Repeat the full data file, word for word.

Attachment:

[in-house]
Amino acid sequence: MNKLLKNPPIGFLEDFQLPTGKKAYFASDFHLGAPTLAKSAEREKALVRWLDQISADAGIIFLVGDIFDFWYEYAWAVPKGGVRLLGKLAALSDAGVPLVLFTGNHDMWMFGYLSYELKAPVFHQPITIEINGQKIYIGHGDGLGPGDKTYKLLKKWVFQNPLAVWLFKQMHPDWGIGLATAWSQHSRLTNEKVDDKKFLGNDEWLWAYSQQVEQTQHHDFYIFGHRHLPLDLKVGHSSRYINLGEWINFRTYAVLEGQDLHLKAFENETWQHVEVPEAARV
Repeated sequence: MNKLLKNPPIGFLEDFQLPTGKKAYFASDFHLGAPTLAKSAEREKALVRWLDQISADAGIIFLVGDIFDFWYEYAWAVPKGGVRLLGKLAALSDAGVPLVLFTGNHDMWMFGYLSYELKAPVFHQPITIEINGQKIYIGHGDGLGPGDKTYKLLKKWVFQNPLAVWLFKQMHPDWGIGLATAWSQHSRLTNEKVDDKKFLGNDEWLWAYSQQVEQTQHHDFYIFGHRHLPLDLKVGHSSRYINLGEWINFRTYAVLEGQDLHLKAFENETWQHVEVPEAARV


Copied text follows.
[in-house]
Amino acid sequence: MNKLLKNPPIGFLEDFQLPTGKKAYFASDFHLGAPTLAKSAEREKALVRWLDQISADAGIIFLVGDIFDFWYEYAWAVPKGGVRLLGKLAALSDAGVPLVLFTGNHDMWMFGYLSYELKAPVFHQPITIEINGQKIYIGHGDGLGPGDKTYKLLKKWVFQNPLAVWLFKQMHPDWGIGLATAWSQHSRLTNEKVDDKKFLGNDEWLWAYSQQVEQTQHHDFYIFGHRHLPLDLKVGHSSRYINLGEWINFRTYAVLEGQDLHLKAFENETWQHVEVPEAARV
Repeated sequence: MNKLLKNPPIGFLEDFQLPTGKKAYFASDFHLGAPTLAKSAEREKALVRWLDQISADAGIIFLVGDIFDFWYEYAWAVPKGGVRLLGKLAALSDAGVPLVLFTGNHDMWMFGYLSYELKAPVFHQPITIEINGQKIYIGHGDGLGPGDKTYKLLKKWVFQNPLAVWLFKQMHPDWGIGLATAWSQHSRLTNEKVDDKKFLGNDEWLWAYSQQVEQTQHHDFYIFGHRHLPLDLKVGHSSRYINLGEWINFRTYAVLEGQDLHLKAFENETWQHVEVPEAARV